Ethics & Religion
January 5, 2017
Pornography: "A Public Health Hazard"
By Mike McManus
the Utah Legislature declared that "Pornography is a Public Health
Hazard." Canada passed a version of it and other states are considering
similar action: Virginia, Arizona, Texas, Florida, West Virginia and
Alabama, according to Pat Trueman, President of the National Center on
Sexual Exploitation, which drafted the resolution.
What has been the result in Utah or Canada? I asked two newspaper
editors in Utah. Charles McCollum of the Logan Herald Journal told me,
"I have seen no impact at all."
Similarly, Steve Kiggins, Executive Editor of The Spectrum in St.
George, told me "Nothing is apparent. I am the father of an 11-year-old
daughter, and I am thinking what kind of a world will she live in."
The resolution passed in Utah cited 45 pieces of evidence documenting
the harm of pornography. First, it "has contributed to the
hypersexualization of teens." For example, the Barna Group reported last
year that "Most teens are sexting' - either on the receiving or sending
end of sexually explicit images" of themselves or their friends! Nearly
two-thirds (62%) of teens and young adults have received a sexually
explicit image and 41% have sent one - usually to their boy/girlfriend."
"The average age of exposure to pornography is now 11 to 12 years of
age. This early exposure is leading to low self-esteem and boy image
disorders and an increased desire among adolescents to engage in risky
sexual behavior," Utah stated.
So, why haven't PTAs in Utah become active in helping parents block
these images on their teenager's cell phones? Perhaps they don't know
that Apple offers "Parental Controls" to block sexual images from
phones. Why not buy Apple rather than another brand without Parental
Controls? Similarly, the American Family Association offers a blocking
mechanism to keep porn off of computers. Go to AFO.net/filtering.php for
a TotalWebGuard filter to protect your family.
Virginia Rep. Bob Marshall is introducing legislation to declare porn a
"health hazard." Why? He recalled that Dr. Luther Terry, then Surgeon
General, made a declaration in 1964 that smoking was a hazard to health,
increasing the odds of lung cancer by 9-10 fold. Result: "There was a
marked increase in public consciousness," he said.
Correct. In 1958 only 44% felt that smoking was a danger to health, but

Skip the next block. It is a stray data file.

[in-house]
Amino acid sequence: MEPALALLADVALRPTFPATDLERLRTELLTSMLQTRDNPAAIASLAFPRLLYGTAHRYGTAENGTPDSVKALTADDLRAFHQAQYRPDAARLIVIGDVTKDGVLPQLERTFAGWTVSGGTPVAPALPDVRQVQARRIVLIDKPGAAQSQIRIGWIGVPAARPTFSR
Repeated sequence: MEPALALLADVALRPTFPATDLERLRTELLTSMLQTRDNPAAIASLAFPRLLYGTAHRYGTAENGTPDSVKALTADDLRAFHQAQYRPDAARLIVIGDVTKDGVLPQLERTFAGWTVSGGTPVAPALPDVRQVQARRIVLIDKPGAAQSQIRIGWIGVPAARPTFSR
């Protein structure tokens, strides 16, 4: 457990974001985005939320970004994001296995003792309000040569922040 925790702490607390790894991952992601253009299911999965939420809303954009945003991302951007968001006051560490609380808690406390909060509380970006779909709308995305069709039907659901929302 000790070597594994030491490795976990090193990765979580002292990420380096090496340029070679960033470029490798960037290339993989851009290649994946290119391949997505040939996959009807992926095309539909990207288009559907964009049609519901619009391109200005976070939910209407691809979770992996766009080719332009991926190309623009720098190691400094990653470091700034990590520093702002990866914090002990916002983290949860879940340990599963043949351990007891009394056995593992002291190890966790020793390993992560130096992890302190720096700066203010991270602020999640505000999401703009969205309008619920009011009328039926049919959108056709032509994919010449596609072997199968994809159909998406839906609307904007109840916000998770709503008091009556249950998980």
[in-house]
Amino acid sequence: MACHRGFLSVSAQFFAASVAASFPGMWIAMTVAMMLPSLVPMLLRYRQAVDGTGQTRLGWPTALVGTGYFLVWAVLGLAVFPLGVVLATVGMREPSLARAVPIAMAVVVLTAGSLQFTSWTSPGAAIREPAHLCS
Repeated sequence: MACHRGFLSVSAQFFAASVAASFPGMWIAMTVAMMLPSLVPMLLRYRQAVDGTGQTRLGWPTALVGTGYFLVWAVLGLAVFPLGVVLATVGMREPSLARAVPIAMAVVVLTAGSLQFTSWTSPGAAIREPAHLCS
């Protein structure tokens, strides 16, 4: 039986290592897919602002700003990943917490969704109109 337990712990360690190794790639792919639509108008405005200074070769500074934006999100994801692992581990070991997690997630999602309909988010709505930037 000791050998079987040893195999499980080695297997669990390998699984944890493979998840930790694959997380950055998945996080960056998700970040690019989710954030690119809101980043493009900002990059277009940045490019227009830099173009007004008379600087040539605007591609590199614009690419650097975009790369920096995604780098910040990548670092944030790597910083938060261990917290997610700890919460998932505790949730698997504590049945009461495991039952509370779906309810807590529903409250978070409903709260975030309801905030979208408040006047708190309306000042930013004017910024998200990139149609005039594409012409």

by 1968. Congress passed a law in 1965 requiring all cigarette packs to
carry a health warning and cigarette advertising was banned in 1970.
Result: the percentage of people who smoke has fallen from 42% of the
population in 1955 to only 18% in 2013. Yet it is still responsible for
480,000 deaths a year, a fifth of all deaths!
Rep. Marshall says the first step to reduce pornography "is to recognize
that there is a problem. I want to get the consent of my colleagues that
it is a problem. We can then decide is making pornography prostitution?
If so, we can go after it criminally."
"If a wife learns her husband has been looking at porn by seeing XXX on
a credit card charge, she can complain," he added.
Users of porn are 300 times more likely to have an affair, according to
one study. Divorce attorneys report that 56% of divorces involve one
person being addicted to pornography.
Proverbs 6:27 warns: "Can a man scoop fire into his lap without his
clothes being burned? Can a man walk on hot coals without his feet being
scorched. So is he who sleeps with another man's wife; no one who touches her
will go unpunished."
Research indicates porn alters the pathways of the brain and actually
reduces grey matter, or intelligence! A 2014 survey reported that young
men aged 21-31 did not want to marry because pornography was meeting
their sexual needs.
However, there is some good news. Last April TIME published a cover
story entitled: "PORN: Why Young Men Who Grew Up with Internet Porn Are
Becoming Advocates for Turning It Off."
Noah Church, 26, began looking at nude women on the Internet at age 9.
When streaming videos arrived at age 15 he watched them several hours a
day sparking masturbation. However, for six years he was unable to have
normal sex with a woman - no matter how attractive.
TIME reported, "A growing number of young men are convinced that their
sexual responses have been sabotaged because their brains were virtually
marinated in porn when they were adolescents...So they're beginning to
push back, creating online community groups, smartphone apps and
educational videos to help men quit porn."
Declaring pornography is a hazard to health is the first step every
state must take.
Copyright (c) 2017 Michael J. McManus,
President of Marriage Savers and a syndicated columnist. For previous
columns go to
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